How disinformation distorts society and undermines our democratic processes
We live in a society plagued by lies and fake news. With the advent of technology, information can move quicker than ever before; nevertheless, disinformation may spread just as quickly. The rise of social media platforms, as well as the ability for anybody to create and share content, has contributed to a culture in which misinformation is commonly accepted as true without thorough fact-checking. This has major consequences for our society, as it impairs our ability to make informed decisions and destroys the trust fabric that binds us together.
When I was in completing my philosophy course in the University of the Philippines Diliman, we studied Plato’s “Allegory of the Cave.” This allegory depicts a group of people who have been imprisoned since birth inside a cave, facing the wall. They can only see the shadows of objects projected on the wall in front of them, and they mistake these shadows for reality. One prisoner is eventually freed and exposed to the outside world, which initially overwhelms him and challenges his beliefs. However, he eventually becomes enlightened and feels the need to go back into the cave and free his companions. My professor once compared leaving the university’s academic halls to the released man from the cave who saw the difference between truth and falsehood, and shared this insight with the rest of society.
The allegory is a suitable metaphor for comprehending the prevalence of fake news and disinformation in our society. As the prisoners in the cave are only aware of the illusions projected on the wall, many of us are unaware of the distorted society we live in as a result of constant bombardment with false information. This parable shows the strong role that those in control of news and information dissemination have in affecting public opinion and distorting our views of the truth.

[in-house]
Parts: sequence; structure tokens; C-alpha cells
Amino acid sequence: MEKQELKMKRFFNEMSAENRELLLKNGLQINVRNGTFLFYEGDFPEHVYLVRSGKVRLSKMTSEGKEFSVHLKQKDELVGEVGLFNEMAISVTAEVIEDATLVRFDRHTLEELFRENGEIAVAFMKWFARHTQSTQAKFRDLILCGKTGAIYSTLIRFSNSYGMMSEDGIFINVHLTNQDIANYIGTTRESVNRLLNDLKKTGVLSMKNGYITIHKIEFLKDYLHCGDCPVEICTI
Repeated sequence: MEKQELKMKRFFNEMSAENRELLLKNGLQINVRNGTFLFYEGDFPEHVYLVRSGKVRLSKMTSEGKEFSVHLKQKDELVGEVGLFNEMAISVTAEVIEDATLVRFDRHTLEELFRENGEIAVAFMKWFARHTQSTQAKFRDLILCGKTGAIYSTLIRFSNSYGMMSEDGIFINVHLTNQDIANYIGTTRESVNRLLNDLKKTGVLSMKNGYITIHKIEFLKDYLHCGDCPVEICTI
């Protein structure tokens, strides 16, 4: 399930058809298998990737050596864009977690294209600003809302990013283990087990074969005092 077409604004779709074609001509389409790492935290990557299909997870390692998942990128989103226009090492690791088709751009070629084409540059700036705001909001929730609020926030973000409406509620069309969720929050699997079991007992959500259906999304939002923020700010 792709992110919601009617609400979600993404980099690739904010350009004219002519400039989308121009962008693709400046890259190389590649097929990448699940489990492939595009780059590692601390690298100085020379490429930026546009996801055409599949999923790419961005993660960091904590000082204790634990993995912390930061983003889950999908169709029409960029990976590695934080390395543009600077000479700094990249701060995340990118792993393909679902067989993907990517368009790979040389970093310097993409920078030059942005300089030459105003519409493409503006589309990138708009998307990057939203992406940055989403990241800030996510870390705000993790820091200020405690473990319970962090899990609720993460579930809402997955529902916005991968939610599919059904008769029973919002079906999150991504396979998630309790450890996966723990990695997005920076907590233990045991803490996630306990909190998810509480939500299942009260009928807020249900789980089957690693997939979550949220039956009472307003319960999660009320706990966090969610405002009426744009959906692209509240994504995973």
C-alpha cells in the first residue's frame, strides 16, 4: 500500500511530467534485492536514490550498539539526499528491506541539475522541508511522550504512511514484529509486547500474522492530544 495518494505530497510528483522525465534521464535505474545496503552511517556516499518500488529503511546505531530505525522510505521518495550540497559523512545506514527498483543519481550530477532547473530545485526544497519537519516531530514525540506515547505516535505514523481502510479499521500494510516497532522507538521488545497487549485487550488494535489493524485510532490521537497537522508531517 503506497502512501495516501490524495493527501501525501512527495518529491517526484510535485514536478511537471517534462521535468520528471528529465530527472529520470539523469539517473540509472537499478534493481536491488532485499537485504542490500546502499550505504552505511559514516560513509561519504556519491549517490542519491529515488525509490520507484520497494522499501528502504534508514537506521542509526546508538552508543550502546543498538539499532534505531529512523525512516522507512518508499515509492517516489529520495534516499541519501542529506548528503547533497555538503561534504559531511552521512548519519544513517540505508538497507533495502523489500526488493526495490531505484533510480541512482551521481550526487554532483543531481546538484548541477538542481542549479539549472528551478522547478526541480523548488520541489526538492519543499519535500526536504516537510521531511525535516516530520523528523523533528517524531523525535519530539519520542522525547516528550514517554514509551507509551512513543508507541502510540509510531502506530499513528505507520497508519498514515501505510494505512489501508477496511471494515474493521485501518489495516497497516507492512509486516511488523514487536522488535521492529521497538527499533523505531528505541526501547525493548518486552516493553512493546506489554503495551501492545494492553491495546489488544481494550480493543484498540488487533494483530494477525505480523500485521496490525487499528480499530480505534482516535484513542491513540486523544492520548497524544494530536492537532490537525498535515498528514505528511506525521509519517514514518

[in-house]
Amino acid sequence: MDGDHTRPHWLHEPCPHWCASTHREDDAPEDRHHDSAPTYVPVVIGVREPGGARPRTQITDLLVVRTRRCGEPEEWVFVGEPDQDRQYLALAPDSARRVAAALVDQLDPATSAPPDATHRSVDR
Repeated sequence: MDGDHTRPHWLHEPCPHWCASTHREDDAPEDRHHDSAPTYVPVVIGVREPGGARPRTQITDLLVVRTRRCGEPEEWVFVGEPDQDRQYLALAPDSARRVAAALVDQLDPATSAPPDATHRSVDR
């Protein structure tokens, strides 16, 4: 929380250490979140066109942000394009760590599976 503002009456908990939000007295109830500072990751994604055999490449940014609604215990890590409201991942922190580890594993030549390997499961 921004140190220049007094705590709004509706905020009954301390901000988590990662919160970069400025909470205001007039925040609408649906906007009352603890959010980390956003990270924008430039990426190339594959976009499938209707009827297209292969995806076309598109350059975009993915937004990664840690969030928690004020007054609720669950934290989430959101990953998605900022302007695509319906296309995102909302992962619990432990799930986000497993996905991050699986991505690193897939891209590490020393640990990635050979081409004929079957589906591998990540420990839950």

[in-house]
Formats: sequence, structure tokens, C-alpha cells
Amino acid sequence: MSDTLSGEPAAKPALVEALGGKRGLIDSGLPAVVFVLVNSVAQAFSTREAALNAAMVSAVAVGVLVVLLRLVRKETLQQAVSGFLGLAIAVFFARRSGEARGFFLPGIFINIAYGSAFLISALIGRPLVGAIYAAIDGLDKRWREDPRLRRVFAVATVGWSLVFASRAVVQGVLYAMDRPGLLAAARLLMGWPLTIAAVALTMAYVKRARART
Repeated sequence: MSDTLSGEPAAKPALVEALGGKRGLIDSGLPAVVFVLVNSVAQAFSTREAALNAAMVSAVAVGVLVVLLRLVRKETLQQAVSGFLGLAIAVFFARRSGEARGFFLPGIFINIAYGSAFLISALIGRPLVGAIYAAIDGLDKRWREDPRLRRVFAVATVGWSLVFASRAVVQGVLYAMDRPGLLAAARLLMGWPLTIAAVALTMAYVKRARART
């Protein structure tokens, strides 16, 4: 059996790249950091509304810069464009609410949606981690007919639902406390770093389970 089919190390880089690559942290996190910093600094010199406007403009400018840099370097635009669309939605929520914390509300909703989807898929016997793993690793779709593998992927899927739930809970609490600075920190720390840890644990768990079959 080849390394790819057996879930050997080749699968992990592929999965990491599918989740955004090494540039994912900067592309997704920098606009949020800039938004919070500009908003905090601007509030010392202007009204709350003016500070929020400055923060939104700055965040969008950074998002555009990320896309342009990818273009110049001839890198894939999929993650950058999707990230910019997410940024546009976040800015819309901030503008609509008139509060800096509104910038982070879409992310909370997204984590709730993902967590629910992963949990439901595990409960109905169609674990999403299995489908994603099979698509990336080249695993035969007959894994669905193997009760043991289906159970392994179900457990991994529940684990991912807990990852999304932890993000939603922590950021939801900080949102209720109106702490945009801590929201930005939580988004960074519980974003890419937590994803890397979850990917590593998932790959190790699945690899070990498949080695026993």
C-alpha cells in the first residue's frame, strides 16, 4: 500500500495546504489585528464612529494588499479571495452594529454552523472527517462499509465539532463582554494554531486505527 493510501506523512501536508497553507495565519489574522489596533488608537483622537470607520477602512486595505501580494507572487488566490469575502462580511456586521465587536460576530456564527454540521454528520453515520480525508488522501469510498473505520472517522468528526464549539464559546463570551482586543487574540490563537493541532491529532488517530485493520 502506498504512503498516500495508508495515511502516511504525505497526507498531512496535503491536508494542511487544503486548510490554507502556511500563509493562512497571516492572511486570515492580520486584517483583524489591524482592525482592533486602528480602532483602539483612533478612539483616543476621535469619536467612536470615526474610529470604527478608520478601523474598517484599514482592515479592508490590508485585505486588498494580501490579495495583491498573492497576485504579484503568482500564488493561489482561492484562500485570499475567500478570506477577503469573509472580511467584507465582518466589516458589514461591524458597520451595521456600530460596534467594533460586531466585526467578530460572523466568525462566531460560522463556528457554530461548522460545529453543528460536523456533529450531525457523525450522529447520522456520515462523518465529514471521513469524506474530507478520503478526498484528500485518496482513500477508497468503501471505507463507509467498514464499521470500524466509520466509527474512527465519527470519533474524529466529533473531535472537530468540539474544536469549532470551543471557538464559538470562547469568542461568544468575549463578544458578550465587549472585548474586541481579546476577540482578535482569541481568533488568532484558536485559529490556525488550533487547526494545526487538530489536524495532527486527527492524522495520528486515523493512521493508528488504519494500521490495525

The prisoners in the allegory, who are shackled and only able to see shadows projected upon the wall, think that shadows are the only things that exist. Similar to this, we, as news consumers, frequently encounter a deluge of inaccurate or misleading information, which causes us to take what we see or hear at face value. Because social media platforms are so widely used and internet news is so easily accessible, we are constantly exposed to a flood of information, some of which is deliberately misleading or created to provoke interaction and clicks. The allegory emphasizes the dangers of continuing to live in ignorance as well as the need of applying critical thinking techniques and fact-checking sources.
The allegory also emphasizes the enormous power possessed by people in charge of information flow. The same way that the puppeteers in the cave control the shadows to create the illusions they want, people who spread misinformation and fake news can sway public opinion by distorting the truth or fabricating stories. Malicious actors now find it simpler to produce believable fake news stories that can quickly go viral on social media platforms and reach millions of people, thanks to advancements in technology. If information manipulation persists, it has the potential to damage our society, undermine confidence in established news sources, and jeopardize the integrity of democratic processes.
Just like the prisoner who freed himself from the cave, we should treat news stories or information in a more critical, introspective, and enlightened way and seek truth and nothing but the truth for the well-being of our society as a whole.
REGINALD B. TAMAYO,